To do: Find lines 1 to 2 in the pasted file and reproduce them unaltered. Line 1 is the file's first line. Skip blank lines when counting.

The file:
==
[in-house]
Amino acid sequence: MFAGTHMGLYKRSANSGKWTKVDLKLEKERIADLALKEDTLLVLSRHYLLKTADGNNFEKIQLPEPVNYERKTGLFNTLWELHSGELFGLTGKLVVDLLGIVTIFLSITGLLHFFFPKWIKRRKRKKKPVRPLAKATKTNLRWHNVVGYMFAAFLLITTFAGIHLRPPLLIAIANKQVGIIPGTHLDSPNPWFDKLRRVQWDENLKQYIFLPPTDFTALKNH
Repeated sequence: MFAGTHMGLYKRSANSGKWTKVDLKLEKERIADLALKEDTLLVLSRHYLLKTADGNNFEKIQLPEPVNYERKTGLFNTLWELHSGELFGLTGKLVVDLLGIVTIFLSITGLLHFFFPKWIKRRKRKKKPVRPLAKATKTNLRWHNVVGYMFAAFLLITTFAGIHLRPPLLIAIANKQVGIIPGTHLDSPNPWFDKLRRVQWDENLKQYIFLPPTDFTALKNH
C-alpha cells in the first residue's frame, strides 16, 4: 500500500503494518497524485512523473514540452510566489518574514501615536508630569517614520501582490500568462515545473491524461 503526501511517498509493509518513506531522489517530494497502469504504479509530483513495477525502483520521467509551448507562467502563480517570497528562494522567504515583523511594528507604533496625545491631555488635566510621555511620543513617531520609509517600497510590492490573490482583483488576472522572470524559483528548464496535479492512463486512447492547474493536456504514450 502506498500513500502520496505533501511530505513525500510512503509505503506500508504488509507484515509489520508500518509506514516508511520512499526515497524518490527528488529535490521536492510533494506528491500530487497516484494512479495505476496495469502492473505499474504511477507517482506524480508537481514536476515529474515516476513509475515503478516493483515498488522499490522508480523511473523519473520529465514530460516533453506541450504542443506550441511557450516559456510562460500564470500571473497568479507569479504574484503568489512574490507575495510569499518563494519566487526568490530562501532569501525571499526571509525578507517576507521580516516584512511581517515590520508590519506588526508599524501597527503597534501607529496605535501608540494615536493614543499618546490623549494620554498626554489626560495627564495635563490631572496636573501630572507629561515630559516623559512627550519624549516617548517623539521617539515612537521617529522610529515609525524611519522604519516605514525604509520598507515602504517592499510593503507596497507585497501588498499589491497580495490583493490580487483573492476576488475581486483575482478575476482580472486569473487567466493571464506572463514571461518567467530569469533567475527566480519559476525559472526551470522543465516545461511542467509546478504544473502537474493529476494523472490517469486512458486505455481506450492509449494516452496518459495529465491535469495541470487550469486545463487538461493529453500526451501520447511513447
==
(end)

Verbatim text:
[in-house]
Amino acid sequence: MFAGTHMGLYKRSANSGKWTKVDLKLEKERIADLALKEDTLLVLSRHYLLKTADGNNFEKIQLPEPVNYERKTGLFNTLWELHSGELFGLTGKLVVDLLGIVTIFLSITGLLHFFFPKWIKRRKRKKKPVRPLAKATKTNLRWHNVVGYMFAAFLLITTFAGIHLRPPLLIAIANKQVGIIPGTHLDSPNPWFDKLRRVQWDENLKQYIFLPPTDFTALKNH